- Plant species richness and pollen abundance may be a limiting factor for solitary bees.
- Polylectic bees opportunistically collect pollen of plants present in the environment.
- Osmia bicornis creates provisions for offspring mostly from pollen of trees.
- Osmia bicornis repeatedly collects pollen from oaks, maples, horse chestnut and elms
- Feeding conditions of Osmia bicornis in European urban areas depends on trees.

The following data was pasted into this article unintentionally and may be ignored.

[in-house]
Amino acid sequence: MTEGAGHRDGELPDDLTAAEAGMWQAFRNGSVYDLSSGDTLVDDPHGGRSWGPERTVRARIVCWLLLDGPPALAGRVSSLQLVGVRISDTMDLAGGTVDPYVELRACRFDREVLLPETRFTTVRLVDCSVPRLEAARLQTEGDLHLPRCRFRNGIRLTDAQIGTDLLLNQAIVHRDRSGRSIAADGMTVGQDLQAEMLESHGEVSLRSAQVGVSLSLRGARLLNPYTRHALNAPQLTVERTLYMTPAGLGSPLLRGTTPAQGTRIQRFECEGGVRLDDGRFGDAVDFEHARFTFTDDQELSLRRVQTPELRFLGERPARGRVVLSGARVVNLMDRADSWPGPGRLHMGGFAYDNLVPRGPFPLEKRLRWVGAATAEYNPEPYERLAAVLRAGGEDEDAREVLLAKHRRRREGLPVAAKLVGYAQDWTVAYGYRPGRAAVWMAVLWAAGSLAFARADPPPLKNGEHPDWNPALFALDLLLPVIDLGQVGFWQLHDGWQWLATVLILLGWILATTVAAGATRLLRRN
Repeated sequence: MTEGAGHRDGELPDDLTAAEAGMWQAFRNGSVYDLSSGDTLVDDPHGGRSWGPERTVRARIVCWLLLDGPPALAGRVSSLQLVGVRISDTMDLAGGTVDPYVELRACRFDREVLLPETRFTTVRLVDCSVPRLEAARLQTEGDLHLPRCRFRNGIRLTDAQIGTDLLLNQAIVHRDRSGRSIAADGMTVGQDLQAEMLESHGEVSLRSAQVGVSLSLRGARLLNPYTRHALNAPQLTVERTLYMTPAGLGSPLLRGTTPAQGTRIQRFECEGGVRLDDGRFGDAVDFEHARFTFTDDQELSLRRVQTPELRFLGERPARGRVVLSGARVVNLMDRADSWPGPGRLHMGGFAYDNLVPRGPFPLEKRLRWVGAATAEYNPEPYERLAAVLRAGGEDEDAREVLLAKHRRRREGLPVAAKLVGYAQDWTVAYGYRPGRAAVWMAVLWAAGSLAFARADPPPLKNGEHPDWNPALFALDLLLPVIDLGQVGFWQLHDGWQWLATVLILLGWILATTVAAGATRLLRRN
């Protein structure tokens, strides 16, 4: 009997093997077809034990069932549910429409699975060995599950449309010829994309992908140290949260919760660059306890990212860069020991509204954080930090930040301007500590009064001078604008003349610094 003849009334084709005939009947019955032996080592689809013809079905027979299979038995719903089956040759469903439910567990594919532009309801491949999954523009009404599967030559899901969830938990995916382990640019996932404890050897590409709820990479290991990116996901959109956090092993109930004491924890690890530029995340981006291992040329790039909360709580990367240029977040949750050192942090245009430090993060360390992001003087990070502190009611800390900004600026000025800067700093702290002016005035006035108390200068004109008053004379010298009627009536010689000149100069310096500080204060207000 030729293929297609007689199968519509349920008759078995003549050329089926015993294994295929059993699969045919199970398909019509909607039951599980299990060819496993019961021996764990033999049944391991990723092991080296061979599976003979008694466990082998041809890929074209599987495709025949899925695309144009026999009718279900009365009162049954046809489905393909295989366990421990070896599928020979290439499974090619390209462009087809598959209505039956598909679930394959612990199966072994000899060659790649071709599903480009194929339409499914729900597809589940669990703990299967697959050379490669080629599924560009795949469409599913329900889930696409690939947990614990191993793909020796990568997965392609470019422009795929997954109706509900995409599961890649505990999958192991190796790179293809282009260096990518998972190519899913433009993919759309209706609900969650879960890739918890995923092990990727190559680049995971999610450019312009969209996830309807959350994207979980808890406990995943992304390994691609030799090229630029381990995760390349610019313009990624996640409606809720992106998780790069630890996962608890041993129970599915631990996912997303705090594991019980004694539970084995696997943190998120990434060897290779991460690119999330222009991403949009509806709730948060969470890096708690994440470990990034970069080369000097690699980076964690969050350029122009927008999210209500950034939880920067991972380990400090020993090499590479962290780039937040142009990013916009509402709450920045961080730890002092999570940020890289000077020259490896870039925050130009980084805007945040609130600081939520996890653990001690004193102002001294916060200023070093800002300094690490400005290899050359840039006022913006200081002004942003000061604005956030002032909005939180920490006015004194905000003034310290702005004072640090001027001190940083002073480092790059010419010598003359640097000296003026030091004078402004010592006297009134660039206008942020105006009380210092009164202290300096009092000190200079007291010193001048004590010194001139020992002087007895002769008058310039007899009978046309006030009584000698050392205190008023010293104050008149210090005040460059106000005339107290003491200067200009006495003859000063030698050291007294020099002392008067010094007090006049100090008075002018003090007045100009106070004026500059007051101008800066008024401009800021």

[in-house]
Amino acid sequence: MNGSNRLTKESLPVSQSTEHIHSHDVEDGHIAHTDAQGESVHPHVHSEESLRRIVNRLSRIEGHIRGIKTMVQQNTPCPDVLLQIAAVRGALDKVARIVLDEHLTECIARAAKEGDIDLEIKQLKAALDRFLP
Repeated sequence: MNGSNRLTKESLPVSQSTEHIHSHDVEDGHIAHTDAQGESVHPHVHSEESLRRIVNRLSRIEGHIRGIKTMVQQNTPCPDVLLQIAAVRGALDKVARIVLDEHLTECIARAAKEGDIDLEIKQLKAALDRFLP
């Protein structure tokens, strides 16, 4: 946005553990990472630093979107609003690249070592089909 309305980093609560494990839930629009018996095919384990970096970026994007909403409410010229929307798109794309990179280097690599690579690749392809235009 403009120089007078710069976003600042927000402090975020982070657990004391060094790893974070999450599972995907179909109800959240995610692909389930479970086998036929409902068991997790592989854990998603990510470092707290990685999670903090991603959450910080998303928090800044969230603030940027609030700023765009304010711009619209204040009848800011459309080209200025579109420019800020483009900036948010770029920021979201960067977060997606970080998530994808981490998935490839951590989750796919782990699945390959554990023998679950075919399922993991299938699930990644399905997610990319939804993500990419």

Development of urban agglomerations and the intensification of agriculture profoundly affect bees’ food resources, hence ecosystem services such as pollination. A solitary bee, Osmia bicornis (syn. O. rufa), is an effective springtime pollinator of crops, decorative and wild plants. However, it is largely unknown if this species is conservative or plastic in pollen collection in different environments. New breedings of O. bicornis were established in localizations qualified as urban (90 % of built-up infrastructure), suburban (55–65 %), and rural (up to 20 %). From each nest randomly chosen samples of unused pollen provisions were collected and analysed. Moreover, literature databases of food composition of O. bicornis was compiled to show overall tendencies in the choice of plant type, habitat, as well as pollen coating and size. Our field study showed that in the less human-modified environment O. bicornis collected higher diversity of pollen types to build its provision, compared to more urban areas (Simpson diversity index was 3.7 in rural, 2.8 in suburban and 2.2 in urban sites). Literature review showed that bees repeatedly collected pollen from commonly available trees like oaks, maples, horse chestnut and elms. Field data also revealed that the use of tree pollen was especially common in urban sites while bees from suburban and rural sites included pollen of herbaceous plants and shrubs. Neither the shape nor the size of the pollen mattered to bee foraging choices. However, bees frequently used pollen dispersed by wind in urban sites. The main conclusion is that polylectic bees opportunistically collect pollen of plants present in the environment and number of plant taxa may be limiting factor for studied bees. The welfare of O. bicornis requires planting trees such as oaks, willows, maples, and representatives from Rosaceae family, and it is especially advisable in urban sites where herbaceous flowering plants are less common than in urban and suburban areas. Hence, keeping even singular trees may complement the bee food base in urbanized areas.